by: Hobart Taylor
Space Orphan - Shut Up About The Sun - (Self-Released)
Funk jazz revival stinky synths and all with a dj...veddy veddy philly and deeply cool. These guys sound like they ejected from P-Funk's Holy Mothership and their pod crashed landed in Denver. Led by keyboard meister Jon Wirtz with prickly guitar fills from Taylor Scott and Maceo derived horn choruses (tenor players Matt Pitts and Jon Hegel, and Denver fave trumpeter Gabriel Mervine).
Check out the majestic slow jam "Meeting Spot" (orchestrated ala Zappa), "Modus" a B3 driven groove with alternating tempos that massages all the right places, and the hippity hoppity "Lazy, But With Less Work", my nominee for a crossover hit headed for our top thirty. Track generated calls.
Brian Marsella's Imaginarium - Chapter One: The Clocks Have All Gone Mad - (Marseland Music)
Art house jazz, an amalgam of brilliant influences, from Central European to Indian to Cumbia to African to Gospel to American folk-country. Among the luminaries on this disc is Sun Ra alum saxophonist/multi reed player Marshall Allen who happens to be still playing at age 92, one of the world's most interesting players. Pianist Marsella has been a John Zorn protege and a frequent collaborator with Brazilian percussionist Cyro Baptista who is all over this disc, the "go to" percussionist for everyone from Yo Yo Ma to Paul Simon to Derek Bailey to Trey Anastasio.
This whole project is magic, lush flowering worlds bloom in your mind here if you let them. My very favorite cuts are "The Newark Triology:Heart Returns Home to JC", "Better Watch What You Wish For (In These Historic Times)" parts 1 & 2, and "Marketplace Haggling Session".
Takuya Kuroda - Zigzagger - (Concord Music Group)
Jazz funk from this Japanese trumpeter in the Miles tradition recorded up to the front of the speakers and almost all the way live. Cross fading genres (Afro Beat,Souj Jazz,Bop). My picks, the title tune, "Zigzagger", "No Sign","Do They Know","Thirteen", the real jazz ballad with Glasper touches "Little Words", and "Think Twice" featuring Antibalas.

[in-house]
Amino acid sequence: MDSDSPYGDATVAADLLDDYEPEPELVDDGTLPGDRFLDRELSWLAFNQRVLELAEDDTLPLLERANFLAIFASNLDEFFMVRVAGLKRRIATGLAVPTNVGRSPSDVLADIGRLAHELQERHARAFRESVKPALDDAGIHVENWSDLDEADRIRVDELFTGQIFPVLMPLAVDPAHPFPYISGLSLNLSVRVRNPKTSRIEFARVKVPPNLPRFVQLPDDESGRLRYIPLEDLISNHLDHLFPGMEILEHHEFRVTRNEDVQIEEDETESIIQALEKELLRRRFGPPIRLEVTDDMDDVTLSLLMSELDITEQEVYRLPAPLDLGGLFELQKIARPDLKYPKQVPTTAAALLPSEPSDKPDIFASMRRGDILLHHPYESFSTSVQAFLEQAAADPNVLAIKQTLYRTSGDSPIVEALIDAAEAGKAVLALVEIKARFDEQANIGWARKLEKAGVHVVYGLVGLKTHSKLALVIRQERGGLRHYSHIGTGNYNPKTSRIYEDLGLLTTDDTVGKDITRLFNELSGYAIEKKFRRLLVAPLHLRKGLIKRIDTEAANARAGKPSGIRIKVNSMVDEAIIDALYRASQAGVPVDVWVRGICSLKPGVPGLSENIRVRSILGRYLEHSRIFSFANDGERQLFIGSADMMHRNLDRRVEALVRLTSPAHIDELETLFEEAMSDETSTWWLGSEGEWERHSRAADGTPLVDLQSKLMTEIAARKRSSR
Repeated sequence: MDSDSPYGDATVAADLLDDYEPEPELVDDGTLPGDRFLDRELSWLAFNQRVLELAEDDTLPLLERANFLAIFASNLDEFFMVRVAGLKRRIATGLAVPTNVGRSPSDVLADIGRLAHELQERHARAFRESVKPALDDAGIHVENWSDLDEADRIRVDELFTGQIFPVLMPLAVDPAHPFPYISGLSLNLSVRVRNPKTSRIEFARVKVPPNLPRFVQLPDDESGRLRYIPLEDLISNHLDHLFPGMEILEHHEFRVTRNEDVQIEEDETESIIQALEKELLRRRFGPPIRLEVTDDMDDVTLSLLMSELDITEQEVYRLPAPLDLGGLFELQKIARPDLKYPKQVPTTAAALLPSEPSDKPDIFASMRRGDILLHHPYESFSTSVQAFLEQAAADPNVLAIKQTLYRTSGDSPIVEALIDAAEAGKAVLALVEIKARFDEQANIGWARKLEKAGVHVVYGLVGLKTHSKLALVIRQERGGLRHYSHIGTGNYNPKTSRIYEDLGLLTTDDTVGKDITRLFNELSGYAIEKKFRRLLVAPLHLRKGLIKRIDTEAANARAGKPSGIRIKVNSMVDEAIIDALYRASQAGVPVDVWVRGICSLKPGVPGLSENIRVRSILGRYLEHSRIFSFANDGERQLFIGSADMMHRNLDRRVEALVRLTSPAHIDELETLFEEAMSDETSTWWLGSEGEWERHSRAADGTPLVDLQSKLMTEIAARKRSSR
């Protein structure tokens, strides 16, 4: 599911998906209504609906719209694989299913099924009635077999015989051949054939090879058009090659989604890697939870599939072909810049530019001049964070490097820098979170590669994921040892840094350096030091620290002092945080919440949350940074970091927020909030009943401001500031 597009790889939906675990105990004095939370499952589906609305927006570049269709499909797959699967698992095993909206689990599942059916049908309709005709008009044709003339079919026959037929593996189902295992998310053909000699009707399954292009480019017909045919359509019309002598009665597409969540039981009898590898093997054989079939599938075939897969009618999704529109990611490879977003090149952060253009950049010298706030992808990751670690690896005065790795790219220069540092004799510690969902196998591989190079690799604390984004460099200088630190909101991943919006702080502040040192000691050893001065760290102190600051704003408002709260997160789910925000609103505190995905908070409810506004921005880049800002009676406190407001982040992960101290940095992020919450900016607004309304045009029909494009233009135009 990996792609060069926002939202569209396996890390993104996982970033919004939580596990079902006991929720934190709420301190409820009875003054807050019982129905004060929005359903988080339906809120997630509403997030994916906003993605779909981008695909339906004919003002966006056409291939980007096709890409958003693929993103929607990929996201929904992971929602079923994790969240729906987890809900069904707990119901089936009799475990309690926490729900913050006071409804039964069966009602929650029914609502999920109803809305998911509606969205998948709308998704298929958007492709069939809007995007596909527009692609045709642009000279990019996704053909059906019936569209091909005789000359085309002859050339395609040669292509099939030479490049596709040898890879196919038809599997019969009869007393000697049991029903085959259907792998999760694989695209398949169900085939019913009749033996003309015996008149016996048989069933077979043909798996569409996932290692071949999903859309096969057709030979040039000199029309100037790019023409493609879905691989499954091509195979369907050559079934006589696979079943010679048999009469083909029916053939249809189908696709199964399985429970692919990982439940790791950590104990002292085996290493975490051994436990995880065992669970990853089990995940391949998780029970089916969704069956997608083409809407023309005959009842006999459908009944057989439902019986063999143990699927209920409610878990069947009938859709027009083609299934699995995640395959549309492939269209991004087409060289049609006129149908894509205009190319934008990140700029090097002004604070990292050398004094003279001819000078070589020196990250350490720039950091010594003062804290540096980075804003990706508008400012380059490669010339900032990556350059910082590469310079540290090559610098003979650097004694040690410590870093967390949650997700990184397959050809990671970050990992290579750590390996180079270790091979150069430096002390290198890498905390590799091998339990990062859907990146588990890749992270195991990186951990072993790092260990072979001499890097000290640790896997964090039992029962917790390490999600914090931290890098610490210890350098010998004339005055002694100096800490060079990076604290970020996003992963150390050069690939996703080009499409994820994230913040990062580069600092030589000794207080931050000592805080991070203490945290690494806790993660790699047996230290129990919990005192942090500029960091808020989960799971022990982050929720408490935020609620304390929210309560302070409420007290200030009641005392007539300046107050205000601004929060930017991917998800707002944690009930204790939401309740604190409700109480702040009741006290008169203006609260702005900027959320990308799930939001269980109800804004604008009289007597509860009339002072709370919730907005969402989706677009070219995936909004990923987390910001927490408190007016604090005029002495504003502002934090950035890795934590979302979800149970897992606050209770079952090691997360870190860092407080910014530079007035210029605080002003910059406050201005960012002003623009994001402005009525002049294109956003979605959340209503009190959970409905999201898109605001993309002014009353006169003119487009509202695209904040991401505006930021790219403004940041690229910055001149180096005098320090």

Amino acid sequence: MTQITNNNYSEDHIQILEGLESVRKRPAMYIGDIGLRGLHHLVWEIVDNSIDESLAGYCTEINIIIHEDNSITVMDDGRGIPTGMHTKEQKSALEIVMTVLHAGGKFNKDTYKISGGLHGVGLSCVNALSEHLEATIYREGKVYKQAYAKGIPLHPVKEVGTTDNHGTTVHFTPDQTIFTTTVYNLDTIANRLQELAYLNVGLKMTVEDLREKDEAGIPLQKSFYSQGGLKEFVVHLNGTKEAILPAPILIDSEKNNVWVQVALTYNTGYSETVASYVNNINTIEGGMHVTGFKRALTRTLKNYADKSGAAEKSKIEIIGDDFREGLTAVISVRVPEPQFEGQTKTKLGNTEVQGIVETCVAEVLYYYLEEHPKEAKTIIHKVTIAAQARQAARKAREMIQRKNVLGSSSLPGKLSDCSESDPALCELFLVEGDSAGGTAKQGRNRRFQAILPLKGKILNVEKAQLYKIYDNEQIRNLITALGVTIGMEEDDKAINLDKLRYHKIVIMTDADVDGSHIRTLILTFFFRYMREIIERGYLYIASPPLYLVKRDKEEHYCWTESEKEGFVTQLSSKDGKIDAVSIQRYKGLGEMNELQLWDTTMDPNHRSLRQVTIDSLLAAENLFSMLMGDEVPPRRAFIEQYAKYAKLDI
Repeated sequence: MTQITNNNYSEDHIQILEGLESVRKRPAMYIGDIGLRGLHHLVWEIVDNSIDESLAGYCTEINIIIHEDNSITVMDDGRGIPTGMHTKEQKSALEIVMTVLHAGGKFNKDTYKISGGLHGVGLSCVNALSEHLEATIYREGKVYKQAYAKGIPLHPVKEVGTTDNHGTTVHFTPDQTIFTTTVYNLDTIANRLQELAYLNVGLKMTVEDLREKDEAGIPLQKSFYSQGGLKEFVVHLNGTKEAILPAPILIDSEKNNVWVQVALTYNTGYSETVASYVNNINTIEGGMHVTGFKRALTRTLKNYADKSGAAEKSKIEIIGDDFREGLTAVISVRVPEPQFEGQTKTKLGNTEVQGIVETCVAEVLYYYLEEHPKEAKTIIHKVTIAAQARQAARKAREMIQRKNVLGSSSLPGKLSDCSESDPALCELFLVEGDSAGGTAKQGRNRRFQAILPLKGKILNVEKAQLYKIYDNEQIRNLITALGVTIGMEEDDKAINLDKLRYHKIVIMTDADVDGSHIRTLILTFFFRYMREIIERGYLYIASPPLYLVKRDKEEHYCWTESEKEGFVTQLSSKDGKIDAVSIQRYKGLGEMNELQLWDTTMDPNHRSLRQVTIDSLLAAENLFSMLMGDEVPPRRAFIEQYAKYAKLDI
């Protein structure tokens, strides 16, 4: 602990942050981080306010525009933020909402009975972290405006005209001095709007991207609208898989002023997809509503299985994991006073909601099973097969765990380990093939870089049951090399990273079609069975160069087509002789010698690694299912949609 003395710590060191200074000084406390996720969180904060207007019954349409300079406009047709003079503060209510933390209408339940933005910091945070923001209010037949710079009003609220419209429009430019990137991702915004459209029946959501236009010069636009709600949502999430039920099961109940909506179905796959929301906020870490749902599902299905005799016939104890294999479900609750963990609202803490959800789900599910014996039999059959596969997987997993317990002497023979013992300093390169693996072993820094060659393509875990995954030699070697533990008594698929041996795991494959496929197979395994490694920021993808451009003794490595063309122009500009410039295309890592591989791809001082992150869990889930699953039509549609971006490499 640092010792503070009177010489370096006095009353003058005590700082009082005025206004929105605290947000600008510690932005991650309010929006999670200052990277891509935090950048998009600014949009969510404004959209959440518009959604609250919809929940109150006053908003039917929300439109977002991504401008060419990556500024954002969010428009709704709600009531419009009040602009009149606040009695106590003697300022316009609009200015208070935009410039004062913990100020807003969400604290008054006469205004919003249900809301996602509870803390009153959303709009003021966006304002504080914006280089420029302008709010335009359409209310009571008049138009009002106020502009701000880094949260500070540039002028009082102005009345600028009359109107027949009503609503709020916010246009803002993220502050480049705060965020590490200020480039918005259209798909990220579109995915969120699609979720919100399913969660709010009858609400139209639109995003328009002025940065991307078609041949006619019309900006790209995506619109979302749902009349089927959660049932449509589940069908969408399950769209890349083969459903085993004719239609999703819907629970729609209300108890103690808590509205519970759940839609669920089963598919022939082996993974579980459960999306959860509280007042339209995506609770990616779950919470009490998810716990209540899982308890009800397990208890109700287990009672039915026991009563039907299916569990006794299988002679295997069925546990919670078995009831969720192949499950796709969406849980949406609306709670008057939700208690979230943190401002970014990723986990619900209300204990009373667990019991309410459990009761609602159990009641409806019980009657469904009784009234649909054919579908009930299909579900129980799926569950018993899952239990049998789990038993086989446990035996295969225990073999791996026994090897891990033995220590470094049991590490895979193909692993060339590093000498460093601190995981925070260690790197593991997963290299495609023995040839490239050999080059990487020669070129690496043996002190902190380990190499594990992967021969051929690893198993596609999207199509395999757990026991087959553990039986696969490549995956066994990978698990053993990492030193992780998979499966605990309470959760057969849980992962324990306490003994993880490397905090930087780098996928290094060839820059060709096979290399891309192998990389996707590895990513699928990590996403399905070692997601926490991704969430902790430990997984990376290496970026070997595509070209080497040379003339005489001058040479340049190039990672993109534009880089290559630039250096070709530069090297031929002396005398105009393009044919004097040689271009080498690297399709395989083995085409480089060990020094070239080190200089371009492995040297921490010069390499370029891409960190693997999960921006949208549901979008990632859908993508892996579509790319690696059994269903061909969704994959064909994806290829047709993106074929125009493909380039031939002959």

Tierney Sutton Band - The Sting Variations - (BFM Jazz)
Sting songs with a jazz trio and a superb vocalist, Tierney Sutton. Sting was often deeply influenced by jazz rhythms and changes so it is not a big stretch to finish off the these tunes with a jazzy gloss. It's well done and a way into jazz for those who need familiar melodies to inspire close listening. Picks:
"Seven Days","Fragile The Gentle Rain",the impossibly beautiful "Fields of Gold", the innovative and almost unrecognizable take on "Fortress Around Your Heart" and best of all "Synchronicity 1".
Carol Bach Y Rita - Minha Casa/My House - (Self Released)
This Brazilian vocalist works with spare and precise arrangements, guitar and percussion, piano, bass and guitar, sometimes just voice with hand drums. She doesn't need much. Her voice is deep and full and resonantly ochre. On the standards like "You'd Be So Nice To Come To", "A Night In Tunisia" or especially "Nature Boy" (call and response verse and scat, voice and percussion) there are echoes of the great '50's & '60's singers, Sarah, Carmen, Ella, but the best cut for my money is her gorgeous minor key tune "Pra Quem Quiser Me Visitar".
Avachai Ornoy - Sneakin' In - (Jazz Family)
Israeli flautist Ornoy can be spritely in the Herbie Mann tradition "Abuyoyo", cover a minor key blues in the James Newton tradition "Altoism", but my favorite incarnation on this album is the deeply spooky and curiously intimate way he plays "Bipolar".
Steve Gadd - Way Back Home - (BFM)
Recorded live as a celebration of the all star drummer Steve Gadd's 70th birthday in his hometown of Rochester New York this CD with 2 DVDs (the concert on one, interviews on the other) is uneven. When it takes off as on "Way Back Home", "Africa" or "Cavaliero", Gadd's intense driving rhythms and Michael Landau's extraordinary jazz rock guitar playing takes you back to those thrilling days of early fusion. Trumpeter Walt Fowler writes some captivating charts here.